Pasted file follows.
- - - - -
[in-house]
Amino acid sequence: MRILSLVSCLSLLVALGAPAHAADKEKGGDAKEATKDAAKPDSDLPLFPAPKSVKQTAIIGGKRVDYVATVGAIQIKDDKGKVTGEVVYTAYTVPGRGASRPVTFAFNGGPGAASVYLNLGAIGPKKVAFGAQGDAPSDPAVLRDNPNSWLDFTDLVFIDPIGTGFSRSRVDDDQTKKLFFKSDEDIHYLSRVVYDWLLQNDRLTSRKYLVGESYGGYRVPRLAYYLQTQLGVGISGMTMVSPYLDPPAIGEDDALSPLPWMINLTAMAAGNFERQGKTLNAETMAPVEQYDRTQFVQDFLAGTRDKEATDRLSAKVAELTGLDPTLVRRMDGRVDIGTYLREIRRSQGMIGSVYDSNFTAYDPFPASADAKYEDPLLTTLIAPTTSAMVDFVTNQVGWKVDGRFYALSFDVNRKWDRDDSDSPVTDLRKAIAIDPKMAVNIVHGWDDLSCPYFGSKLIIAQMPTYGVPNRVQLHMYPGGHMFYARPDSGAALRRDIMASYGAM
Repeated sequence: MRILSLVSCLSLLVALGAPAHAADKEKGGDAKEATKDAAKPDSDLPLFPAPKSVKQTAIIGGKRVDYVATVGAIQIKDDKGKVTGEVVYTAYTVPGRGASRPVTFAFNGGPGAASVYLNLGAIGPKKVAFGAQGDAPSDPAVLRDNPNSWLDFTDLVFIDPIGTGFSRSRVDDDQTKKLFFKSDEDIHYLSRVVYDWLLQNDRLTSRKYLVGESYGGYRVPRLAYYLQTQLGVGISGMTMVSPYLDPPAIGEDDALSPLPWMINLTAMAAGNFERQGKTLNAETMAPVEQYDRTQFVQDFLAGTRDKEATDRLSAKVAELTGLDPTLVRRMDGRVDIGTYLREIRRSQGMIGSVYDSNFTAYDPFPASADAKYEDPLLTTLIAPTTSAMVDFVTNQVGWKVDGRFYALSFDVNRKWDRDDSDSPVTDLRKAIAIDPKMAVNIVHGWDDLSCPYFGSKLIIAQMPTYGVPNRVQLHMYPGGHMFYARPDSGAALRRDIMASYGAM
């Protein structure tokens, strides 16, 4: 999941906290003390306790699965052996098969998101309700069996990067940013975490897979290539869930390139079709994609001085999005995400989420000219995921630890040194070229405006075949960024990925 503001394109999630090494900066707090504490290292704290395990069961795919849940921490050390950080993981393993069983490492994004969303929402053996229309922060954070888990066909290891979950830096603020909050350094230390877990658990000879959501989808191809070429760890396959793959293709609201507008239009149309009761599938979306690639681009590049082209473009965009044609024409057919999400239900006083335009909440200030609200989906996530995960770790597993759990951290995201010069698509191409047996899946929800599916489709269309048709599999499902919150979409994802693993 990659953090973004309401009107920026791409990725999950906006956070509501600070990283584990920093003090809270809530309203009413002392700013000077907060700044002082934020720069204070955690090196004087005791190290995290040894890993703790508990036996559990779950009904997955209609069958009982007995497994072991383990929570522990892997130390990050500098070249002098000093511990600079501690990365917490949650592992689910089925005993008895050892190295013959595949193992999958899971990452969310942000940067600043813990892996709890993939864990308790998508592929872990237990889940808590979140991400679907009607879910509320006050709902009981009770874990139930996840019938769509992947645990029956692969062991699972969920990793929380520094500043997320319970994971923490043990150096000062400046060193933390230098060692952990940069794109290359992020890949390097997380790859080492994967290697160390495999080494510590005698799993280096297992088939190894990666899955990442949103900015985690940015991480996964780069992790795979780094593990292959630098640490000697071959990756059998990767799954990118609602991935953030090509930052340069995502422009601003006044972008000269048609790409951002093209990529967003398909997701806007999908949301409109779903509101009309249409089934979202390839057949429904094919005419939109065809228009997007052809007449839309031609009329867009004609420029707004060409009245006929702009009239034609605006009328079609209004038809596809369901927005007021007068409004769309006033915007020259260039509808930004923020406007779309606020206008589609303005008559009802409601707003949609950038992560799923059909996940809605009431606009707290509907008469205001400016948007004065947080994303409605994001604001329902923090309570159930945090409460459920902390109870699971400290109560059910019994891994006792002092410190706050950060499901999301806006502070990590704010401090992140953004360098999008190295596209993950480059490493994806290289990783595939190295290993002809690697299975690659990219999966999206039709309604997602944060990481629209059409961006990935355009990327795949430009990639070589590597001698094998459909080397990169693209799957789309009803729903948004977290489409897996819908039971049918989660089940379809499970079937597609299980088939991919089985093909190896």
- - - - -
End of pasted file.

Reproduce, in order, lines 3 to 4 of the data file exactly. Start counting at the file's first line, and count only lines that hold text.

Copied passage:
Repeated sequence: MRILSLVSCLSLLVALGAPAHAADKEKGGDAKEATKDAAKPDSDLPLFPAPKSVKQTAIIGGKRVDYVATVGAIQIKDDKGKVTGEVVYTAYTVPGRGASRPVTFAFNGGPGAASVYLNLGAIGPKKVAFGAQGDAPSDPAVLRDNPNSWLDFTDLVFIDPIGTGFSRSRVDDDQTKKLFFKSDEDIHYLSRVVYDWLLQNDRLTSRKYLVGESYGGYRVPRLAYYLQTQLGVGISGMTMVSPYLDPPAIGEDDALSPLPWMINLTAMAAGNFERQGKTLNAETMAPVEQYDRTQFVQDFLAGTRDKEATDRLSAKVAELTGLDPTLVRRMDGRVDIGTYLREIRRSQGMIGSVYDSNFTAYDPFPASADAKYEDPLLTTLIAPTTSAMVDFVTNQVGWKVDGRFYALSFDVNRKWDRDDSDSPVTDLRKAIAIDPKMAVNIVHGWDDLSCPYFGSKLIIAQMPTYGVPNRVQLHMYPGGHMFYARPDSGAALRRDIMASYGAM
């Protein structure tokens, strides 16, 4: 999941906290003390306790699965052996098969998101309700069996990067940013975490897979290539869930390139079709994609001085999005995400989420000219995921630890040194070229405006075949960024990925 503001394109999630090494900066707090504490290292704290395990069961795919849940921490050390950080993981393993069983490492994004969303929402053996229309922060954070888990066909290891979950830096603020909050350094230390877990658990000879959501989808191809070429760890396959793959293709609201507008239009149309009761599938979306690639681009590049082209473009965009044609024409057919999400239900006083335009909440200030609200989906996530995960770790597993759990951290995201010069698509191409047996899946929800599916489709269309048709599999499902919150979409994802693993 990659953090973004309401009107920026791409990725999950906006956070509501600070990283584990920093003090809270809530309203009413002392700013000077907060700044002082934020720069204070955690090196004087005791190290995290040894890993703790508990036996559990779950009904997955209609069958009982007995497994072991383990929570522990892997130390990050500098070249002098000093511990600079501690990365917490949650592992689910089925005993008895050892190295013959595949193992999958899971990452969310942000940067600043813990892996709890993939864990308790998508592929872990237990889940808590979140991400679907009607879910509320006050709902009981009770874990139930996840019938769509992947645990029956692969062991699972969920990793929380520094500043997320319970994971923490043990150096000062400046060193933390230098060692952990940069794109290359992020890949390097997380790859080492994967290697160390495999080494510590005698799993280096297992088939190894990666899955990442949103900015985690940015991480996964780069992790795979780094593990292959630098640490000697071959990756059998990767799954990118609602991935953030090509930052340069995502422009601003006044972008000269048609790409951002093209990529967003398909997701806007999908949301409109779903509101009309249409089934979202390839057949429904094919005419939109065809228009997007052809007449839309031609009329867009004609420029707004060409009245006929702009009239034609605006009328079609209004038809596809369901927005007021007068409004769309006033915007020259260039509808930004923020406007779309606020206008589609303005008559009802409601707003949609950038992560799923059909996940809605009431606009707290509907008469205001400016948007004065947080994303409605994001604001329902923090309570159930945090409460459920902390109870699971400290109560059910019994891994006792002092410190706050950060499901999301806006502070990590704010401090992140953004360098999008190295596209993950480059490493994806290289990783595939190295290993002809690697299975690659990219999966999206039709309604997602944060990481629209059409961006990935355009990327795949430009990639070589590597001698094998459909080397990169693209799957789309009803729903948004977290489409897996819908039971049918989660089940379809499970079937597609299980088939991919089985093909190896």